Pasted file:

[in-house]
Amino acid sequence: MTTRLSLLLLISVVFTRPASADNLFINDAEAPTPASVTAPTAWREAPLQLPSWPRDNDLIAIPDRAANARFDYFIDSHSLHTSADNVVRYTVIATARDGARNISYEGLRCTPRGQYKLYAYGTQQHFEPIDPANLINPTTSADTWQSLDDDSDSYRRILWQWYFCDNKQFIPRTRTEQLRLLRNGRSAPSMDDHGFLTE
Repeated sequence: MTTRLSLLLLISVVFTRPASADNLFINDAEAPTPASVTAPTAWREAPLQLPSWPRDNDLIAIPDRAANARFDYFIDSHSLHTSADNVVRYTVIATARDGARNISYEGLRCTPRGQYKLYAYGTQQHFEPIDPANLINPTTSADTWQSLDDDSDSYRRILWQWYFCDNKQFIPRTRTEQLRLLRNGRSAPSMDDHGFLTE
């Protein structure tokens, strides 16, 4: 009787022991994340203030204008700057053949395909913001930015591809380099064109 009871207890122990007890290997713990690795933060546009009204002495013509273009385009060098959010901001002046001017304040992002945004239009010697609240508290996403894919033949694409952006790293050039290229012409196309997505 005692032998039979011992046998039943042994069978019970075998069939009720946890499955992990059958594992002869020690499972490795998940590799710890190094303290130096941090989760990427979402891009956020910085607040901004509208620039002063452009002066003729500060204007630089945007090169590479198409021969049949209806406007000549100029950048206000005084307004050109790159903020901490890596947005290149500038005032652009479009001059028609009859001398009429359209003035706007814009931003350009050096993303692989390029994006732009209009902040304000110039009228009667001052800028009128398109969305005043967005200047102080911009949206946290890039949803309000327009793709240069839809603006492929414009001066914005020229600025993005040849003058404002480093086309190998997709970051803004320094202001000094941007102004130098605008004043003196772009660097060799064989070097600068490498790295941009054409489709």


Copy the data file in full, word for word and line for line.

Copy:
[in-house]
Amino acid sequence: MTTRLSLLLLISVVFTRPASADNLFINDAEAPTPASVTAPTAWREAPLQLPSWPRDNDLIAIPDRAANARFDYFIDSHSLHTSADNVVRYTVIATARDGARNISYEGLRCTPRGQYKLYAYGTQQHFEPIDPANLINPTTSADTWQSLDDDSDSYRRILWQWYFCDNKQFIPRTRTEQLRLLRNGRSAPSMDDHGFLTE
Repeated sequence: MTTRLSLLLLISVVFTRPASADNLFINDAEAPTPASVTAPTAWREAPLQLPSWPRDNDLIAIPDRAANARFDYFIDSHSLHTSADNVVRYTVIATARDGARNISYEGLRCTPRGQYKLYAYGTQQHFEPIDPANLINPTTSADTWQSLDDDSDSYRRILWQWYFCDNKQFIPRTRTEQLRLLRNGRSAPSMDDHGFLTE
């Protein structure tokens, strides 16, 4: 009787022991994340203030204008700057053949395909913001930015591809380099064109 009871207890122990007890290997713990690795933060546009009204002495013509273009385009060098959010901001002046001017304040992002945004239009010697609240508290996403894919033949694409952006790293050039290229012409196309997505 005692032998039979011992046998039943042994069978019970075998069939009720946890499955992990059958594992002869020690499972490795998940590799710890190094303290130096941090989760990427979402891009956020910085607040901004509208620039002063452009002066003729500060204007630089945007090169590479198409021969049949209806406007000549100029950048206000005084307004050109790159903020901490890596947005290149500038005032652009479009001059028609009859001398009429359209003035706007814009931003350009050096993303692989390029994006732009209009902040304000110039009228009667001052800028009128398109969305005043967005200047102080911009949206946290890039949803309000327009793709240069839809603006492929414009001066914005020229600025993005040849003058404002480093086309190998997709970051803004320094202001000094941007102004130098605008004043003196772009660097060799064989070097600068490498790295941009054409489709």